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Question Number: 33778

Law 12 - Fouls and Misconduct 11/16/2019

RE: Youth to adult, comp and rec.

Barry Stewart of Chilliwack, BC Canada asks...

A recent situation I saw:

A defender is stood in-place, facing attacking play.

Away from the ball, so unseen by the officials, a bigger, stronger attacker comes and stands in front of the defender, with his back to the defender.

The attacker then starts walking backwards, toward the goal, obliging the defender to: also back up; resist, or push back; or step aside and let him through, with the attacker perhaps becoming a PIOP.

I suspect most would resist or push back, perhaps getting sucked into a foul themselves.

I realize, some forms of 'gamesmanship' often go unpunished, especially if it's away from the ball. What are the legal options for the aggrieved player, in such a situation?

Answer provided by Referee Joe McHugh

Hi Barry
The game always had shenanigans at set plays usually by both sides. It happens quite a bit around the goalkeeper.
What has annoyed me over the years has been this constant stopping the restart to *speak with* the players. Unless it is bordering on misconduct I believe that referees should get on with play and punish what he sees with a free kick out or a penalty kick. Most if the time I don't see any real change in behaviour.
For me I look for the obvious foul so players generally know what they cannot do which is to charge, hold, push, jump at which are all the upper body offences.
If I see a player being particularly irksome towards an opponent I will pay particular attention to that and call it if I see any foul. If the opponent just stands there or moves to make a genuine attempt to play the ball he will not get called for anything.
Case in point is the player trying to impede the goalkeeper. If he stands there I never call it. Experience has taught me that if the offence is spotted through moving to impede, body hold etc and gets called as a free kick out it usually stops as teams then see it as a waste of a corner.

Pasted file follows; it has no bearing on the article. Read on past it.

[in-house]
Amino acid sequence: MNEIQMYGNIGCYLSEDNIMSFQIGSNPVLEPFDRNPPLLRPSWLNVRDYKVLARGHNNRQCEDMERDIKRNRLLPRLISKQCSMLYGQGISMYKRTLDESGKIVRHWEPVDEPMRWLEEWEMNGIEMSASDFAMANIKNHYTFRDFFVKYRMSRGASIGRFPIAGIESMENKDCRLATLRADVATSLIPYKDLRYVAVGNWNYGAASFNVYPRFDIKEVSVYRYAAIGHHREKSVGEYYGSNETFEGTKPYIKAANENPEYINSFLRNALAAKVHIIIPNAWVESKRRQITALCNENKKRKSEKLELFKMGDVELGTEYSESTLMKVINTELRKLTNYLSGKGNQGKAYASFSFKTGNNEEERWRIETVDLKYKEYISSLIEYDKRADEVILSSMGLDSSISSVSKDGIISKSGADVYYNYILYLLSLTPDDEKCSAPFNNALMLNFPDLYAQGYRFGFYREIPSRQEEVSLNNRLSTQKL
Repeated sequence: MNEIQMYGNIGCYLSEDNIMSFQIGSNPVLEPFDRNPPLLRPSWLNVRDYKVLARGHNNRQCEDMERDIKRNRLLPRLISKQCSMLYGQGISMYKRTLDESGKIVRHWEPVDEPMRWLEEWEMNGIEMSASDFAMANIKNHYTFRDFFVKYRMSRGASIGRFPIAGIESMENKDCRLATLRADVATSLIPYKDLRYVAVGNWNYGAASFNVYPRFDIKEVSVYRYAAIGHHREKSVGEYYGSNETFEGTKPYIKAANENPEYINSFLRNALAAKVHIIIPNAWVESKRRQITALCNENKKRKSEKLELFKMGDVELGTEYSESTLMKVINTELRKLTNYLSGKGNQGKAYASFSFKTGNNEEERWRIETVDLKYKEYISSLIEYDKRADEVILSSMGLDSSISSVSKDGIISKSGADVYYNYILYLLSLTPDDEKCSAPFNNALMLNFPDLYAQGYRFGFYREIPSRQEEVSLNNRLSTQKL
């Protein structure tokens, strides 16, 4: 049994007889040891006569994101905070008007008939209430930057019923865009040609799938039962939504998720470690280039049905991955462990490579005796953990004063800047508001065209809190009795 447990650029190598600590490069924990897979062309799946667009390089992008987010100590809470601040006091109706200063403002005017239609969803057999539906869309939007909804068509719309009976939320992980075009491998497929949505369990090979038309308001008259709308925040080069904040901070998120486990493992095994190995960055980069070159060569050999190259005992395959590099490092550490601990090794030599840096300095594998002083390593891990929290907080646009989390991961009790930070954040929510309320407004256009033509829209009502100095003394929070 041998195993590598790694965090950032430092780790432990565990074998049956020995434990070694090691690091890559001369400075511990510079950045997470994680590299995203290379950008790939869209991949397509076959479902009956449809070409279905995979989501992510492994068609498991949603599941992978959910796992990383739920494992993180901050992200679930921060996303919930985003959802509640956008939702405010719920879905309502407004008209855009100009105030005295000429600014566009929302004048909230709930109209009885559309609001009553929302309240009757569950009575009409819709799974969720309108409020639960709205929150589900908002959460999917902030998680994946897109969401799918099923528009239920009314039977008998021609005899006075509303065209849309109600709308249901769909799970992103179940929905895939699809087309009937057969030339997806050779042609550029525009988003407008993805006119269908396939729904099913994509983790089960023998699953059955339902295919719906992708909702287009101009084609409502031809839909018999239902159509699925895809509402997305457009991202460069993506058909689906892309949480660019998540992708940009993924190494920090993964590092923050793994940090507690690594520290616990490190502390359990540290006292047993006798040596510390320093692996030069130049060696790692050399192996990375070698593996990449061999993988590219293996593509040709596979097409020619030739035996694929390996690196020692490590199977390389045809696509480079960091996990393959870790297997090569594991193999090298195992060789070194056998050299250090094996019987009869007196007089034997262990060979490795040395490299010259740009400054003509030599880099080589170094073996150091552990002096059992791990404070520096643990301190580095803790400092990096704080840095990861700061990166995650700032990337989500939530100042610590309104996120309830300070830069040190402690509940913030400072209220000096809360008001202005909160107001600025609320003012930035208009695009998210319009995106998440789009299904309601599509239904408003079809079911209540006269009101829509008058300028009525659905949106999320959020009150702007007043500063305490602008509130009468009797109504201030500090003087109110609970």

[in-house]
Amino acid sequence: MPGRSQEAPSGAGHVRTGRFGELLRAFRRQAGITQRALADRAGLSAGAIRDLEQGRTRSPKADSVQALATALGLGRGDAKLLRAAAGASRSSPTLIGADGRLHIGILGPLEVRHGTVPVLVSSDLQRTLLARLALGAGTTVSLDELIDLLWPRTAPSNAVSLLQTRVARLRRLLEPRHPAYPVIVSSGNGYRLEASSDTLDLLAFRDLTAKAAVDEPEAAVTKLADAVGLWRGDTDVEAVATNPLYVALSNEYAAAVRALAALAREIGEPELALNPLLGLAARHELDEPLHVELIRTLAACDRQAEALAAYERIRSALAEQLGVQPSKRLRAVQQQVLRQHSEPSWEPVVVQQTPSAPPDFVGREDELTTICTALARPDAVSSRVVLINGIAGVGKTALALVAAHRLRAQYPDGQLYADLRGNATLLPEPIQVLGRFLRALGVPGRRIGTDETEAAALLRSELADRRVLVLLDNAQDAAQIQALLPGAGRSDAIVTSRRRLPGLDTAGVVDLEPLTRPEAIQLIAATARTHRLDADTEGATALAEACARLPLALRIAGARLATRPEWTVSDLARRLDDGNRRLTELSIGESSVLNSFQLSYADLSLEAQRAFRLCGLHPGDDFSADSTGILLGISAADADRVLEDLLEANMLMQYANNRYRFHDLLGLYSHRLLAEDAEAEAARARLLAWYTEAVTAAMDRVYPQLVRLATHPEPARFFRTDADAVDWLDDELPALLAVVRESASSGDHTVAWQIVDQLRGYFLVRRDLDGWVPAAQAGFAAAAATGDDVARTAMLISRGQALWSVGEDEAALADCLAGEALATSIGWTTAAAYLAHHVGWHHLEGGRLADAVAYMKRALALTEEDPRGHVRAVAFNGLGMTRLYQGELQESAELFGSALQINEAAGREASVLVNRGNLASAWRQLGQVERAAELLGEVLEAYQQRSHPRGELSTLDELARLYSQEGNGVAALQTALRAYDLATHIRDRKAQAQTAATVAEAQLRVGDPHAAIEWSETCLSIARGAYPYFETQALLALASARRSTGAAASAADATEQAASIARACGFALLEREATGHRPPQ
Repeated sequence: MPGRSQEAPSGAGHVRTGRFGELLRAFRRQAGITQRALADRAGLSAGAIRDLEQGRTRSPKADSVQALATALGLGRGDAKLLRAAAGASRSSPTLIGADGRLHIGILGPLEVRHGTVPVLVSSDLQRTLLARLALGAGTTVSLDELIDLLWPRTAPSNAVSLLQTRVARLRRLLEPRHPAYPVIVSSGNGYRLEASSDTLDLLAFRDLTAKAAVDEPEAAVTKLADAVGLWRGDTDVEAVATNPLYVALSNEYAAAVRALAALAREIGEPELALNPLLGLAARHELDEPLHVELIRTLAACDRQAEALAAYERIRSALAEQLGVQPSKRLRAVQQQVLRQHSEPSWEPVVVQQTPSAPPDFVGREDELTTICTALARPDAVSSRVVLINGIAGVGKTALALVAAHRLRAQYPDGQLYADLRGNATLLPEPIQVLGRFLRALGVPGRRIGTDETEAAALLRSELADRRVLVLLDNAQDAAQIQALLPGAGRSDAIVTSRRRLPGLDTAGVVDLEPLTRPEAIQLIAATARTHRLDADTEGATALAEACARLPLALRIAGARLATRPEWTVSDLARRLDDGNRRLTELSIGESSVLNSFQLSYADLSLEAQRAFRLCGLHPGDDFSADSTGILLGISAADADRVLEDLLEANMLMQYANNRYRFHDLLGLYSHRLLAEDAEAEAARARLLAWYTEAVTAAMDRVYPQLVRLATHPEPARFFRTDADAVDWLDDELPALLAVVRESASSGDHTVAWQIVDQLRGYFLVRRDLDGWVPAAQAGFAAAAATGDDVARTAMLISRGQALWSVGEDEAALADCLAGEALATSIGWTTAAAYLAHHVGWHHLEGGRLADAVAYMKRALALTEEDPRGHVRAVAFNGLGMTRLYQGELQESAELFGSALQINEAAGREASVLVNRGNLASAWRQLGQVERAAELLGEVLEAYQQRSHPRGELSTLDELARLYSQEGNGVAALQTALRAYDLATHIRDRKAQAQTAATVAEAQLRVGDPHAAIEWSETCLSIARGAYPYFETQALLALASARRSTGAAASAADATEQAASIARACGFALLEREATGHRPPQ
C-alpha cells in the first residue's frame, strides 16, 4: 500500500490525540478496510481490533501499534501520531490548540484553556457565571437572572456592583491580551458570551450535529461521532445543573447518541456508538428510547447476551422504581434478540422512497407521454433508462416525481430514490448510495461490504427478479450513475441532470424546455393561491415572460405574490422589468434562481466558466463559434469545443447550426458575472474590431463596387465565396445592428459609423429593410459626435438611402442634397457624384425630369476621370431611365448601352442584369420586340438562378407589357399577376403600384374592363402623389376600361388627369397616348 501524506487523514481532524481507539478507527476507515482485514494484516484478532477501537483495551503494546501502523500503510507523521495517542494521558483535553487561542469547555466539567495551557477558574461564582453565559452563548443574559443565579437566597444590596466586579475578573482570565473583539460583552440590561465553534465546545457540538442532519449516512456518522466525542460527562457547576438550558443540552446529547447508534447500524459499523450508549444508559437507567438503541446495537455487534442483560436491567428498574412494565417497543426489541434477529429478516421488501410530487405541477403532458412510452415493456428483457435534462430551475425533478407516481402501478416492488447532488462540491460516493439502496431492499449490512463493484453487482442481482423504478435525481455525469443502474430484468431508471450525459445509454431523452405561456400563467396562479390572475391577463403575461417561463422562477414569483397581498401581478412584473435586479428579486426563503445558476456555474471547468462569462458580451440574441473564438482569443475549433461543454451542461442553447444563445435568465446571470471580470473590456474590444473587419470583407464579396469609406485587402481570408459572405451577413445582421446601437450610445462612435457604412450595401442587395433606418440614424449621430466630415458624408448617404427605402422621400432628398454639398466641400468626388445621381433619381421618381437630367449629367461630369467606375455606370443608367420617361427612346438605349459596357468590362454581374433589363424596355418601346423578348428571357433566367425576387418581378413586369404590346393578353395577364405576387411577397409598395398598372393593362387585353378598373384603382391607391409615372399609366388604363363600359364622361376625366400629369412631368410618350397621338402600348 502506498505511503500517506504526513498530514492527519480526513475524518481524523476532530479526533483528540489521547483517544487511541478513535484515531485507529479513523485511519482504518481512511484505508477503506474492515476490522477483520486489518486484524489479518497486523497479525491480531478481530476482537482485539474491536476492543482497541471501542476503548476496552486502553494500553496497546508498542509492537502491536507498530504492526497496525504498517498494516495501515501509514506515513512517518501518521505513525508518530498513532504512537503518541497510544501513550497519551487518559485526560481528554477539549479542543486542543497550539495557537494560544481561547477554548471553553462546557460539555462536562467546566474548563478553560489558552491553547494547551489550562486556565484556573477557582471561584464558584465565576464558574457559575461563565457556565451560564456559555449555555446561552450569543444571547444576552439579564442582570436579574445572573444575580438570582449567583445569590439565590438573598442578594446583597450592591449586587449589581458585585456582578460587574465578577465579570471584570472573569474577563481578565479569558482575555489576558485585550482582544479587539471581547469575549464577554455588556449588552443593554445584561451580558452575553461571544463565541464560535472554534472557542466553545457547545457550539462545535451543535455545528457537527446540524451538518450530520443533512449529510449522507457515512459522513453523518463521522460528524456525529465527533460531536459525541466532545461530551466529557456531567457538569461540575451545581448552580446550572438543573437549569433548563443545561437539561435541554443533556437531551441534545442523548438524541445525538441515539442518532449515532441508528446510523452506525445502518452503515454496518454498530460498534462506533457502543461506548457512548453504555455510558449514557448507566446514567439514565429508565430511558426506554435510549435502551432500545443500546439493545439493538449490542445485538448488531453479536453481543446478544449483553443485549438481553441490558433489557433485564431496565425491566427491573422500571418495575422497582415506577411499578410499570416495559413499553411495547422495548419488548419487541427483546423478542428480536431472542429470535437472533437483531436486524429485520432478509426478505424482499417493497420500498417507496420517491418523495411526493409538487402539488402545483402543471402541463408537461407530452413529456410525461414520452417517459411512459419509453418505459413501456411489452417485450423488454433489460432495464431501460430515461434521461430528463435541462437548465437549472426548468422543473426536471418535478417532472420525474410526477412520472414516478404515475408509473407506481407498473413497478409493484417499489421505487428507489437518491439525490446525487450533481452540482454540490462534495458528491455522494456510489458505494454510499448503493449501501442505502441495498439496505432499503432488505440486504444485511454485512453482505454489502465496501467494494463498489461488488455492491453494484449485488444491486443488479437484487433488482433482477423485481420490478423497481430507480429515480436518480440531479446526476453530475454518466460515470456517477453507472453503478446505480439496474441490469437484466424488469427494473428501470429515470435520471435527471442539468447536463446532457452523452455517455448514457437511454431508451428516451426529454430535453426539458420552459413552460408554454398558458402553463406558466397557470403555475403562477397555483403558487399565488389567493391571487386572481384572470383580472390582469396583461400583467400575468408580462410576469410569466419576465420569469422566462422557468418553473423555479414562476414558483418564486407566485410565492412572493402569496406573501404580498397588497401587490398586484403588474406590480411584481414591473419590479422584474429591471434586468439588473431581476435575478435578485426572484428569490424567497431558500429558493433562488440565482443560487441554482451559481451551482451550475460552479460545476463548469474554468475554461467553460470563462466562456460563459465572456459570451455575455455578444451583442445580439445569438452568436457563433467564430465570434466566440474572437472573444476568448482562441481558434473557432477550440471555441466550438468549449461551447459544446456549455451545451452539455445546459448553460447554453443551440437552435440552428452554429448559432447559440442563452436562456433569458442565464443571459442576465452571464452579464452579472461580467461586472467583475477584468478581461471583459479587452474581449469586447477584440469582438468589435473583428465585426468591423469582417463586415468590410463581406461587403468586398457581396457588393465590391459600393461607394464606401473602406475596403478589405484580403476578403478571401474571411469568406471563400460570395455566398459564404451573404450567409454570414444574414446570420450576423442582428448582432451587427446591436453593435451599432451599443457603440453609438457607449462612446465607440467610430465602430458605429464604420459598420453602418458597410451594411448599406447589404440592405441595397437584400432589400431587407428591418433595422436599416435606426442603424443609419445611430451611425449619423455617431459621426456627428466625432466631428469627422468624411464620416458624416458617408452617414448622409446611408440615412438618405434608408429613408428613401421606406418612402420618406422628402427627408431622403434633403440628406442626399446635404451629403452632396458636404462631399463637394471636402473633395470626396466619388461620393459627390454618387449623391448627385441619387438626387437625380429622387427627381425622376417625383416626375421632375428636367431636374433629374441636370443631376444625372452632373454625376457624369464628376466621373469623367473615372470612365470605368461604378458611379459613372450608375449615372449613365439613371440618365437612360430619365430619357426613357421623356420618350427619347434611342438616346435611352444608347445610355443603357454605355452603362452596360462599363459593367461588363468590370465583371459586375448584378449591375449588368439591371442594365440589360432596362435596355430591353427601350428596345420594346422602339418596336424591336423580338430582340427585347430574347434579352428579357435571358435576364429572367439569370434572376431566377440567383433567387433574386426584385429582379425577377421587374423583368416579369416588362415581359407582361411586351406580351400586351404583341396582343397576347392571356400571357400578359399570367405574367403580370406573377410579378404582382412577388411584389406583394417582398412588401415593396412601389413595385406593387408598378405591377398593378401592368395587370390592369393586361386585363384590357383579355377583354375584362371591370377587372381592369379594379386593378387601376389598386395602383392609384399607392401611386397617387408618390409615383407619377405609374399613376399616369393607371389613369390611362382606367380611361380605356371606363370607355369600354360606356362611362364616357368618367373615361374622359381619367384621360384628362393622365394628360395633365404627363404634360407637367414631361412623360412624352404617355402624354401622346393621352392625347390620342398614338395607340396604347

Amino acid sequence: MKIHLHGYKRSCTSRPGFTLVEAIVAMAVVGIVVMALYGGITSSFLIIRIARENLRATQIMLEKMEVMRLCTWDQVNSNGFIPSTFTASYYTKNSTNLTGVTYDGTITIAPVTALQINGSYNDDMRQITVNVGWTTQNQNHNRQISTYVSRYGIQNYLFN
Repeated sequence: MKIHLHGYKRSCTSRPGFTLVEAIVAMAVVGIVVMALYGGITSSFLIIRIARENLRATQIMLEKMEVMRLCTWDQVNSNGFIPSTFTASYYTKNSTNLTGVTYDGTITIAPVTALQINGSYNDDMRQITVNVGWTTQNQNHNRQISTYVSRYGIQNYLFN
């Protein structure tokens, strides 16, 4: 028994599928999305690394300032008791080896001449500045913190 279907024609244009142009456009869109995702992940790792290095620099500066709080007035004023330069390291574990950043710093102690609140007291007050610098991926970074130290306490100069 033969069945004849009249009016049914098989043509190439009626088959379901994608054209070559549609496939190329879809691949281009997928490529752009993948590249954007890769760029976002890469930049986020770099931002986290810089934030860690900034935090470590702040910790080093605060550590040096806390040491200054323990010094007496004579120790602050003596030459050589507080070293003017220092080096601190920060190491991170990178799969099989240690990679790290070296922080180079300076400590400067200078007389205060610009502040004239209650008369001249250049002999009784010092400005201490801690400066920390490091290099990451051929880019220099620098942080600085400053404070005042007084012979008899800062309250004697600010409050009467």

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Answer provided by Referee Richard Dawson

HI Barry,
Backing in pushing is a foul just the same as using your hands to push forward. If you crouch down and he trips over you I wonder how a referee scores that? Or if he is running backwards & you jump straight up to head a ball and he undercuts you? Both are fouls on the guy moving backward ! I have awarded a foul when a player shielding a ball decided to stop and backup with arms spread wide . They were surprised , his coach claiming it was the right to shield the ball. Do you think I listened? lol

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Answer provided by Referee Jason Wright

Hi Barry,
A good question and the sort of situation that I do often see incorrectly refereed.
All players are entitled to their position on the field. So, the first option for the defender is to stand his ground. If the attacker continues to push, then this may result in a foul by th attacker. What's more likely to occur is both players jostling for position. Particularly in higher skill games or adult games, some of this is likely to be allowed - key things to look out for are the defender pushing the attacker with arms in the back (having said that, sometimes the defender will just place the hands on the back without pushing - perhaps for balance or to keep a closer eye on the movement of the opponent. This isn't a foul, though players will immediately call for one! There needs to be an actual push). What comes with experience is identifying just how much physicality by the 2 players here is permissible - and that may vary between games.
The defender can physically resist being pushed, but if he starts charging the attacker forwards then he may have committed the foul. Similarly, continued charging by the attacker to move the defender off their position can easily be a foul by the attacker.

Of course the defender has the option of letting the attacker go past. One other thing to watch out for is the use of arms wide out by either player preventing the opponent from moving past. Proactive refereeing can telling the players to 'keep your arms out of it!' or whatever works for you.

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Answer provided by Referee Peter Grove

Hi Barry,
One legal option for the player is as you suggest, to step aside and allow the attacker to move through. If as you also say, this would put the player in an offside position it could potentially have the added advantage of being a good tactical move. Another legal option is to hold his position, which he is entitled to hold and hopefully, the opponent's actions will be spotted and dealt with.

I understand the natural tendency you describe, for a player to push back in this situation but the player should try to resist the temptation.

I would also hope that the officials would be more observant, and be able to spot what was going on.

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